Archive for May, 2010

uncovering common will

Monday, May 24th, 2010 | Uncategorized | 13 Comments

I just returned from a two week trip to Brazil for the occasion of launching the Brazilian edition of Theory U. I was able to stay on a bit to learn about the current changes in this amazing country of 190 million people. It’s the world’s fifth largest—in terms of population and size. Brazil has been much better and faster in coming out of the global economic crisis of the past two years. Why did Brazil manage so much better? Instead of giving the billions to bankers, they gave it to the poor, to the most marginalized. They linked economic development with reducing inequality. They invested it in education for all. They invested in better infrastructures for entrepreneurs and small business (example: boosting micro-credit for micro entrepreneurs). And they regulated the banking sector.

I was impressed to see how much was accomplished in just about a decade: reducing the social divide, eradicating hunger, responding to HIV/AIDS in a manner that is a role model for countries all over the place, and so on.

So why is it that in Brazil, after Lula got into power, the grassroots movement that got him there kept creating changes throughout society, while here in the US, after Obama got into power, the movement that got him there seems to have disappeared?

I don’t think I really know the answer to this question. But I have seen three relevant pieces of data: (1) I saw great companies like Natura that do business by routinely working and collaborating across all social, economic, and ecological divides; (2) I saw greatly innovative sustainable cities like Curitiba in which government, business, and the community have been collaborating across fairly open boundaries for about four decades; and (3) I saw the Economic and Social Development Council (CDES) that regularly convenes about a hundred leaders from civil society, business, academia, and government to dialogue and co-create an agenda of the future. What do these three examples (Natura, Curitiba, CDES) have in common? Their common element is that they are based on uncovering common will (which then in turn creates the required political will): a shared understanding of the current situation, of who we are, and where we want to go. That’s exactly what’s missing here in the US. Here we have an ever-widening vicious cultural and political divide that rips the country apart…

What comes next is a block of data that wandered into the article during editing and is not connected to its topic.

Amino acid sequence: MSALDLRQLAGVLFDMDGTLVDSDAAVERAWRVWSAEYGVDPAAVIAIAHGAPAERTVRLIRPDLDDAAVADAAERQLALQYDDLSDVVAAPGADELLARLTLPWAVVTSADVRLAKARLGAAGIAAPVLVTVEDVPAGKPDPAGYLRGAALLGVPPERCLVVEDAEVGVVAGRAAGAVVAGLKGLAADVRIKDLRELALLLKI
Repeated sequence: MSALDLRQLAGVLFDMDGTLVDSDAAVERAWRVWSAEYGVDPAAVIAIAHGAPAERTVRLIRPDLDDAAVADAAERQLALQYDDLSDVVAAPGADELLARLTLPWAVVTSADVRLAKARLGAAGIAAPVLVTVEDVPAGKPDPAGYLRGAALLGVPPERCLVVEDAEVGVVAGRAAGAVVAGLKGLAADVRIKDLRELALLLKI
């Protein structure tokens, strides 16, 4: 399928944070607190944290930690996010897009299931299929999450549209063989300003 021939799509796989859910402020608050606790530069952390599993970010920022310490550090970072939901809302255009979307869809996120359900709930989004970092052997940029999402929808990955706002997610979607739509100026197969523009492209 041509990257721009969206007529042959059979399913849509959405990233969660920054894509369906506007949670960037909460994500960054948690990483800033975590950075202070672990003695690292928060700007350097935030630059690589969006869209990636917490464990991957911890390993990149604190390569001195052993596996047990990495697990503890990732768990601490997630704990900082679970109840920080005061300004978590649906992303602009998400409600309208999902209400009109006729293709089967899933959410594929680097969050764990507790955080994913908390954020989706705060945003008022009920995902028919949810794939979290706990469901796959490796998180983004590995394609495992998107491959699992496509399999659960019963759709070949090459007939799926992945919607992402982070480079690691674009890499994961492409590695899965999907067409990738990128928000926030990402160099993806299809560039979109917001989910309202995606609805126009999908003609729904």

Where do YOU find yourself and your country in terms of the deeper common ground? Does that common ground exist–can y o u feel it? What helping infrastructures support the cultivation of the deeper common ground? What’s working (or not) in your country? Where do YOU FEEL the future in your country right now?

otto